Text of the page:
SMALL BUSINESSES represent some 3.5 million enterprises across the United States. Recognition can be a competitive advantage for small companies, yet they often overlook some of the most important things they can do, thinking they just don't have the resources to motivate employees.
Not Joe Ball, who owns Ellis Well Drilling in Clermont, Fla. Joe has only four full-time employees and one half-time employee. “It's companies like mine that are the backbone of America — not H.J. Heinz, IBM, or Pratt and Whitney,” he told me. “There is no better character-building experience than making payroll for a small business each week.” Small companies consistently employ more people than these mega-companies, yet, he said, “we are virtually ignored in discussions about employee motivation.”
How do you motivate just four people? Joe can't use tools such as “Employee of the Month,” and he can't afford $1,000 scholarships. Here are a few things he does do:
He makes small employee loans. Interest-free.
He is very lenient with family and/or health issues, such as the need to be with someone during surgery. He never makes people take their formal time off during such events.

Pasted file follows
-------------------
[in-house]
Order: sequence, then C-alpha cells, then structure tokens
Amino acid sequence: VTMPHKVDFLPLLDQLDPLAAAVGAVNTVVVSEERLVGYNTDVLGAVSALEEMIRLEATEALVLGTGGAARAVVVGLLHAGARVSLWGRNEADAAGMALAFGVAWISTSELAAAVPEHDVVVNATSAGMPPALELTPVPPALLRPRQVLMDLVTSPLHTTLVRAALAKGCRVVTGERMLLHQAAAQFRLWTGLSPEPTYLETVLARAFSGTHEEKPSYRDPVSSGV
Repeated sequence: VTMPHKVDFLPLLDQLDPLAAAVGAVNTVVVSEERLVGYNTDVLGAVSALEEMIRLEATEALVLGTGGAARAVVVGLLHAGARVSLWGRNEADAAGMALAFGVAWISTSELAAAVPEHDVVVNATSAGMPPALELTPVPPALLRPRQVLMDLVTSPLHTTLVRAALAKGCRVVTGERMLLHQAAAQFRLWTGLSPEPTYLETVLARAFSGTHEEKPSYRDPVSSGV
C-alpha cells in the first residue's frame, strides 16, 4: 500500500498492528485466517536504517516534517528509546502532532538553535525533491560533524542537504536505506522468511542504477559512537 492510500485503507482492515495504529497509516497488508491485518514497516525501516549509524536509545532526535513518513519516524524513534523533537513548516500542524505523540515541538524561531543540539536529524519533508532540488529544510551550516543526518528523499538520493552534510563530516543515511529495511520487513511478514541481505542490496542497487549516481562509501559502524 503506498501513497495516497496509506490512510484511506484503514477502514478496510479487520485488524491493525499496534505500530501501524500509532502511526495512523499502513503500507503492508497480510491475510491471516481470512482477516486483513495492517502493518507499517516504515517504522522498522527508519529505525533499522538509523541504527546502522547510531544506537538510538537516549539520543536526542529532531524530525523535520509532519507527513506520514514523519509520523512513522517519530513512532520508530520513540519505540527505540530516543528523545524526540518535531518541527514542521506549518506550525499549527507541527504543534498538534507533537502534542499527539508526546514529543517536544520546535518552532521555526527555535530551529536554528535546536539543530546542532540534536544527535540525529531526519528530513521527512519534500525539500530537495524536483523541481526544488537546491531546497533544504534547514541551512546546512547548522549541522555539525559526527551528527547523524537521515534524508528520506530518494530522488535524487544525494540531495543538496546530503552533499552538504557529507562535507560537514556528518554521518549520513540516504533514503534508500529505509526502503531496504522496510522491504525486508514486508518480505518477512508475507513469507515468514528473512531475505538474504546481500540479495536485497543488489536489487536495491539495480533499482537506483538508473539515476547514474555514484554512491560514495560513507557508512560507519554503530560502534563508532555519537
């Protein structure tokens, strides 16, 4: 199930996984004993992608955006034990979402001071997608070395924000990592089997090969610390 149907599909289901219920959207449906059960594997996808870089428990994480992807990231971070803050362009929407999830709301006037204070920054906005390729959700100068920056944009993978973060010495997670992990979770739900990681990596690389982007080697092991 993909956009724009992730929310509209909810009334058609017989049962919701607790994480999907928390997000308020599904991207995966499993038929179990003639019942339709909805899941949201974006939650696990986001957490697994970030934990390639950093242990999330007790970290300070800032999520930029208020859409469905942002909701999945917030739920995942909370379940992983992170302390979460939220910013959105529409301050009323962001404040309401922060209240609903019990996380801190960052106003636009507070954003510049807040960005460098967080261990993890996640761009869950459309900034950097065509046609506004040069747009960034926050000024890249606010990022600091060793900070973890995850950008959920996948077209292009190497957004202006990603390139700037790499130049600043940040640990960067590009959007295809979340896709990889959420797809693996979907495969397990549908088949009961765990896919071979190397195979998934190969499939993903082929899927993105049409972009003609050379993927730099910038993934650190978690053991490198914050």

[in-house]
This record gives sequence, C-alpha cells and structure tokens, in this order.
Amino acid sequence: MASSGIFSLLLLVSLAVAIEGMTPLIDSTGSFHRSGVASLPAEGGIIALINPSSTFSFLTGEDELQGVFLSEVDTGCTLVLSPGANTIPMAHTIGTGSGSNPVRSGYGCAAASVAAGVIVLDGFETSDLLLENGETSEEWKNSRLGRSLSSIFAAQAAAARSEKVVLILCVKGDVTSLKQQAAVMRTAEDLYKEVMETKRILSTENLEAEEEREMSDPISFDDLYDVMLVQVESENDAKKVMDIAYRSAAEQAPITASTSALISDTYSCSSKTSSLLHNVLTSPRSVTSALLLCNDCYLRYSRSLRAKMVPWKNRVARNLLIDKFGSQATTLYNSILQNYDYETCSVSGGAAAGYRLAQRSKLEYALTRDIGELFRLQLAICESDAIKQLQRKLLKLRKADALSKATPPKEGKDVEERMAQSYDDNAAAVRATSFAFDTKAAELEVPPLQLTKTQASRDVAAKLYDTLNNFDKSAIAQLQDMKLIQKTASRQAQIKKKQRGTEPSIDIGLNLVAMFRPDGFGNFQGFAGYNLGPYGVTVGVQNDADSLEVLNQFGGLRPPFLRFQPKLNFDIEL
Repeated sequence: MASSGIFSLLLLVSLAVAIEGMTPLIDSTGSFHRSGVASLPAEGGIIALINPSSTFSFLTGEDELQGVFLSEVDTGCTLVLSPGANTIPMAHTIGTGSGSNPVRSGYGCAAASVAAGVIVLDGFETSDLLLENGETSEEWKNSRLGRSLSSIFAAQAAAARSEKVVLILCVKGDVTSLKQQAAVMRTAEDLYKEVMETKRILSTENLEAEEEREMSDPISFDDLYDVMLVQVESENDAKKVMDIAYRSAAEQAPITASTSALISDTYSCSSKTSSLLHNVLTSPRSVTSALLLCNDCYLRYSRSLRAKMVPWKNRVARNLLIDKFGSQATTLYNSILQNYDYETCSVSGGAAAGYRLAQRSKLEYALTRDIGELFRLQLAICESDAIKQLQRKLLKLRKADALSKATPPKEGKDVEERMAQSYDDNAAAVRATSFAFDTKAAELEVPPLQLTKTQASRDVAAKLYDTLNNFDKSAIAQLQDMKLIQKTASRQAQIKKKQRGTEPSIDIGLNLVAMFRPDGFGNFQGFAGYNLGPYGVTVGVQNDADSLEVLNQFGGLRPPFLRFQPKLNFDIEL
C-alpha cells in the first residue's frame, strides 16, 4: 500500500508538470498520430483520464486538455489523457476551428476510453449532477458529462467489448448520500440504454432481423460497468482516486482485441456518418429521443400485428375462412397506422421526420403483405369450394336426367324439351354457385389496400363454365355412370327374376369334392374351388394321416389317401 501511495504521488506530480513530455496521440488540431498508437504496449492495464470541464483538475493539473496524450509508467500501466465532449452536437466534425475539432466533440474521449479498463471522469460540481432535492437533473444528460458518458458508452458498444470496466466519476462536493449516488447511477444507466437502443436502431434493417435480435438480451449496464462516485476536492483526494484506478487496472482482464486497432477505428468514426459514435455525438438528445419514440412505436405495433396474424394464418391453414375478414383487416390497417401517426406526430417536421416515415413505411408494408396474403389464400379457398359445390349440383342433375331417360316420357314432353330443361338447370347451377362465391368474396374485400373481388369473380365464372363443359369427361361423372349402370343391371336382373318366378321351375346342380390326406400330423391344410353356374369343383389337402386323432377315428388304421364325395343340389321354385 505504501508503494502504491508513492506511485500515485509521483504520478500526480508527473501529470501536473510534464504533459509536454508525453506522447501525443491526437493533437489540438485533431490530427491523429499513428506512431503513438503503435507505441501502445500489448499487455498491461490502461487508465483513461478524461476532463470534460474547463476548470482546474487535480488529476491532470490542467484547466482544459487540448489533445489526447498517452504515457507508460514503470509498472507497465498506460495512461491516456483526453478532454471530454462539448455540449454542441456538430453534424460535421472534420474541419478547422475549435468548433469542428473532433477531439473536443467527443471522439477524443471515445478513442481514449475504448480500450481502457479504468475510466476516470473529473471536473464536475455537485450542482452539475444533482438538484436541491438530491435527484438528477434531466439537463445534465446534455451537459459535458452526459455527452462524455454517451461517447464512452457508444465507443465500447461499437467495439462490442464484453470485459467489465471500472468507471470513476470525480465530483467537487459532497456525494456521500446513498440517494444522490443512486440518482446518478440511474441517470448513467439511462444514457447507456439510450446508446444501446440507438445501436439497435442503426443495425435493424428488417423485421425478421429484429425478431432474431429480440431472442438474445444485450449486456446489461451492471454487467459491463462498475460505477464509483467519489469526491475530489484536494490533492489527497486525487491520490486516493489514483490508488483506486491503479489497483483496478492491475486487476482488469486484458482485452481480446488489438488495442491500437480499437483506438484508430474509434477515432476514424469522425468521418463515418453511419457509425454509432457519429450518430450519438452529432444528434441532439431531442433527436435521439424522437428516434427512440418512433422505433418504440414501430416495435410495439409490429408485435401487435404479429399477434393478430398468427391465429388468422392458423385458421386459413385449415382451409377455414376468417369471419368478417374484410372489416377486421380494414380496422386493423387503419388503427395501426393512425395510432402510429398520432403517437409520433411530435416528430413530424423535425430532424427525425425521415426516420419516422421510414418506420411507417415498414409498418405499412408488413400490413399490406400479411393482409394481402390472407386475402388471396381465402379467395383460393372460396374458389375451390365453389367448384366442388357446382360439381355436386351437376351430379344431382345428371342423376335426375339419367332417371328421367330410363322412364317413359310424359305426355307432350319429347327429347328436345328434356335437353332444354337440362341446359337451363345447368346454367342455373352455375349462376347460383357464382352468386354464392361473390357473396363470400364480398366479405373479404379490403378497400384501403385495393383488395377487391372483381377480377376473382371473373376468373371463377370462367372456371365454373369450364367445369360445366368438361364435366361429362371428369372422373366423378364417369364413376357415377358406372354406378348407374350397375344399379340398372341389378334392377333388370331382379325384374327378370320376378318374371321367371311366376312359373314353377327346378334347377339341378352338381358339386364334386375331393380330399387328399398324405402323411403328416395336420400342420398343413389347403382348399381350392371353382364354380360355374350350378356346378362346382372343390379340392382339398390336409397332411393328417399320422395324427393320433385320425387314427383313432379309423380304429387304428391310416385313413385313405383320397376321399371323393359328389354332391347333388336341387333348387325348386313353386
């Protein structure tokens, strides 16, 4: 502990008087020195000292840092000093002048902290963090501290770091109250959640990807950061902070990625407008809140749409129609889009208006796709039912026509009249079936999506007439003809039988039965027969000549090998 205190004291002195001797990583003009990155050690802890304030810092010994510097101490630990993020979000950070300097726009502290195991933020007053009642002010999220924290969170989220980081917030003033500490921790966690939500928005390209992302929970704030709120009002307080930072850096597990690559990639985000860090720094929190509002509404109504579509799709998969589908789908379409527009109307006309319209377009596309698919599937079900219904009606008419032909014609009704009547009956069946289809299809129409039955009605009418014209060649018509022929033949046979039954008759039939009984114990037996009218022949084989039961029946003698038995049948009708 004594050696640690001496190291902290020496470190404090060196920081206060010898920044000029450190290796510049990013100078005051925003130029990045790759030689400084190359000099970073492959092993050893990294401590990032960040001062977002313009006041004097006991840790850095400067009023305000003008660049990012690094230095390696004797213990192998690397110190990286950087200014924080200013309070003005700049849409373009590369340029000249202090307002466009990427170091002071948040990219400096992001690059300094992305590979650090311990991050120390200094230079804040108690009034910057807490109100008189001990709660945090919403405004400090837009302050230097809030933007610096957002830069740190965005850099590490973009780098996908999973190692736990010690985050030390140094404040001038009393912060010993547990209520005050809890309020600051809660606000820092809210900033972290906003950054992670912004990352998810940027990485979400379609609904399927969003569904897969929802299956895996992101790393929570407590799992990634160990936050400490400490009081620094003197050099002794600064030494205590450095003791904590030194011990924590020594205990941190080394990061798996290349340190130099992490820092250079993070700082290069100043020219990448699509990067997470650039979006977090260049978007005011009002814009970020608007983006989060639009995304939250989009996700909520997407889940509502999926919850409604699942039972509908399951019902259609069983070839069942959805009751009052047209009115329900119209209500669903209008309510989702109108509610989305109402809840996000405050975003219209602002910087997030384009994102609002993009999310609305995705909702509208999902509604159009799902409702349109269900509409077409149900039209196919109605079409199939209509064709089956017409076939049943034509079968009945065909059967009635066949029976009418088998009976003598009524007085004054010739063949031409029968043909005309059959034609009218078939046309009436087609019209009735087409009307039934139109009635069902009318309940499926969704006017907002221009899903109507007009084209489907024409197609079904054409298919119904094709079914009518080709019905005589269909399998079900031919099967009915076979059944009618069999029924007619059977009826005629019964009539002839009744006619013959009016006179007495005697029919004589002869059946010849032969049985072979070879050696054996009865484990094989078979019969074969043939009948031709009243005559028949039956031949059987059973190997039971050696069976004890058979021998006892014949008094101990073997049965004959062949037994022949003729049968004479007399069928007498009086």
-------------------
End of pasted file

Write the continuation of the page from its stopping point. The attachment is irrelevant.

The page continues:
He allows employees to use company equipment.
He encourages employees to take kids with them to work, when necessary and possible.
He allows people to take off from work in the early to midafternoons on Fridays.
He supports any and all reasonable training opportunities. “I regard school as a benefit,” he said. “It's a day away from the job with a free lunch, and it's not stressful.
Bob Nelson, PhD, is president of Nelson Motivation Inc., San Diego; best-selling author of 1001 Ways to Reward Employees; and a frequent presenter to management groups and conferences. For more information, visit www.nelson-motivation.com.